While the Fitbit has been the most successful health program to date for Kennebec Savings, there have been a few dropouts. One person couldn’t get back on track after her vacation, and another felt guilty that she wasn’t up to the task and would bring her team down. But overall, the program has been a resounding success.

“We set a goal for all of us each month. The top 15 steppers are put into a raffle for an extra vacation day. And others who have improved their steps 20 percent one month over another are put into a drawing for an extra vacation day,” said Kevin Healey, 63, senior vice president and chief human resource officer at Kennebec’s main office in Augusta. “It’s very popular.”

Kennebec started its Fitbit program in February, with the bank contributing toward the fitness tracker purchase. Some 73 of the bank’s 118 employees are using it. Healey said employees have more energy and work together in team challenges. He said he has slept better and has a better pulse rate.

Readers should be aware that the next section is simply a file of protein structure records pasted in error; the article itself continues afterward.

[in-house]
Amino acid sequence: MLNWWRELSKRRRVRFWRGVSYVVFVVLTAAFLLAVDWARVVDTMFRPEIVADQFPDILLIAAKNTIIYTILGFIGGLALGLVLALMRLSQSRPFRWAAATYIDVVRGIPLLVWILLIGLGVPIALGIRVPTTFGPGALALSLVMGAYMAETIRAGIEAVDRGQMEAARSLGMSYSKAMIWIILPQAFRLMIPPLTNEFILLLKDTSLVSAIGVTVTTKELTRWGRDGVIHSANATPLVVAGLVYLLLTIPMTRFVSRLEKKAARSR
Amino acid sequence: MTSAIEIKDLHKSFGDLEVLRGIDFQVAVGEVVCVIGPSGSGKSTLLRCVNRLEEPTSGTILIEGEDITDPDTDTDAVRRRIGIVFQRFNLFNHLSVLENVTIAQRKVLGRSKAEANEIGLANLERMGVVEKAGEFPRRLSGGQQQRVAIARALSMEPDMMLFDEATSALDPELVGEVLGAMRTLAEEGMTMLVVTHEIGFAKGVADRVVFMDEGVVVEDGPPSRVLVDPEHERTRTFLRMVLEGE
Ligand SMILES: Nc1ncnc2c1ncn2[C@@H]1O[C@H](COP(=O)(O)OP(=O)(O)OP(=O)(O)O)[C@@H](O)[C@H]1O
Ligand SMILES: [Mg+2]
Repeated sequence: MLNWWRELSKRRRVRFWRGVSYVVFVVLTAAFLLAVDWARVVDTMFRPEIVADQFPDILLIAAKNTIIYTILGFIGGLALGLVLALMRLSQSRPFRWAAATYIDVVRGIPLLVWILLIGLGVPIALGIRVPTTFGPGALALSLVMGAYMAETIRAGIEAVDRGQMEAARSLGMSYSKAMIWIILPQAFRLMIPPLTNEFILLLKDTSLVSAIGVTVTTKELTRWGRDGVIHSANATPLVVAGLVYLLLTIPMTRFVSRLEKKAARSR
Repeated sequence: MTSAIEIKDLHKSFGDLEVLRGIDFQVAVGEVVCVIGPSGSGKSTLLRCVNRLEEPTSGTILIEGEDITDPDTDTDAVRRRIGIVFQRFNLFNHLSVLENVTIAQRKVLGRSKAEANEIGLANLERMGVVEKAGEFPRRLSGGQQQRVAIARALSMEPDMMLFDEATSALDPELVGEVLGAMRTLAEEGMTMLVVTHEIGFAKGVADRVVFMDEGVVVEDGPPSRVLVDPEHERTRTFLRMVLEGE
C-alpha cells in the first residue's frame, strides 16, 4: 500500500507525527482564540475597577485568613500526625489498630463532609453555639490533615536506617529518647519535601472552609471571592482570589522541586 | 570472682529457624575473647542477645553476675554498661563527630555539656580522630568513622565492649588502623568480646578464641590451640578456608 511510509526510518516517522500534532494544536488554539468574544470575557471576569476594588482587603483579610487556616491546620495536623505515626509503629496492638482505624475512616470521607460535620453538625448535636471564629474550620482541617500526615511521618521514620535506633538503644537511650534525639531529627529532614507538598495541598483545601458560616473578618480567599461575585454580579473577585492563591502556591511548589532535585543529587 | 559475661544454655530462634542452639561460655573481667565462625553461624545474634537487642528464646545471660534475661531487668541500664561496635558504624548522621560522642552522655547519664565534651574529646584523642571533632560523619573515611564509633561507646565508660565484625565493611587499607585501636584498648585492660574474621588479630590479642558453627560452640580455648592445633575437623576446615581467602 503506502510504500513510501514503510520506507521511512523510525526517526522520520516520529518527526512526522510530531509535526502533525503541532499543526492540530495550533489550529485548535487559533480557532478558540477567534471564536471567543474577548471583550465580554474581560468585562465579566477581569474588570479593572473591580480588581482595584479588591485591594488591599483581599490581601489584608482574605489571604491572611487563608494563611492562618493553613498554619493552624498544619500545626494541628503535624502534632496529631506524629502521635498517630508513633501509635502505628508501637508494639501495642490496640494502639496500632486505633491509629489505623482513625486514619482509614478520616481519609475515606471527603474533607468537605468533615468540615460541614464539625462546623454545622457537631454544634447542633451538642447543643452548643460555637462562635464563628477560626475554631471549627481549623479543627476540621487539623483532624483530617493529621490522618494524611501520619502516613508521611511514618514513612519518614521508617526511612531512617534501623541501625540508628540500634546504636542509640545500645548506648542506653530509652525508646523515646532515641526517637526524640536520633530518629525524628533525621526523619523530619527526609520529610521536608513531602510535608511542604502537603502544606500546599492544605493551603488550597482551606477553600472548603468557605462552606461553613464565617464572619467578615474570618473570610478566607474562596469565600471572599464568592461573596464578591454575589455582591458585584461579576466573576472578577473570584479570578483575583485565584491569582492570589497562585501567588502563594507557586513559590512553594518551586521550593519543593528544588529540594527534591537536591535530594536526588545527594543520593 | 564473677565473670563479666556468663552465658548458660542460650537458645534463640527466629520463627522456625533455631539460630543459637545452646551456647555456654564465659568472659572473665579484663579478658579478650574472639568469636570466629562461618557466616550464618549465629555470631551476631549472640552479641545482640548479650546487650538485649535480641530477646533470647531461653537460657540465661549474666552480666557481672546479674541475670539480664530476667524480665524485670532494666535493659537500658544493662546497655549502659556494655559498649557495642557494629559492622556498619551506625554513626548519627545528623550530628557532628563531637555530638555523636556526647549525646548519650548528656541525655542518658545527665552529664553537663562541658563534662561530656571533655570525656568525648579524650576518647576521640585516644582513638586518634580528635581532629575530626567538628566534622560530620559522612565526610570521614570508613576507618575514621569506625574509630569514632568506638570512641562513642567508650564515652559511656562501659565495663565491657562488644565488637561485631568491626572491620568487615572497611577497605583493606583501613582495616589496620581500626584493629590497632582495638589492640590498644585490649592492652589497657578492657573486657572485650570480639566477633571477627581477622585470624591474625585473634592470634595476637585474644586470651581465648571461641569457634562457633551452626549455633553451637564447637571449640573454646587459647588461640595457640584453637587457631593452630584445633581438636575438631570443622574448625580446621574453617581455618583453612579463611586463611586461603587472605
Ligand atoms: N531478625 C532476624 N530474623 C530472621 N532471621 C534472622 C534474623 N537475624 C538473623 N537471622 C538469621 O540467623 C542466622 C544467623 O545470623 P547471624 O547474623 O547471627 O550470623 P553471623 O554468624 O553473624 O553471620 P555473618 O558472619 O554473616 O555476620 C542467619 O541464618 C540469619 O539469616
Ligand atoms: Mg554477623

He attributes the program’s popularity to involvement by senior management. Seven of the nine top bank executives are actively involved, so employees can watch their numbers along with everyone else’s.

“The CEO is in the top 10, and the COO also is at the top, but he has long legs so we think he has an advantage,” Healey said, saying management involvement shows “they are getting in there and doing it.”

Healey said Kennebec is in discussions now with Bangor Savings Bank to have a challenge between the two banks.

“My only concern is they have so many more people than us,” he said. “So we have to decide on the size of the teams and agree to have no ‘ringers.’ ” q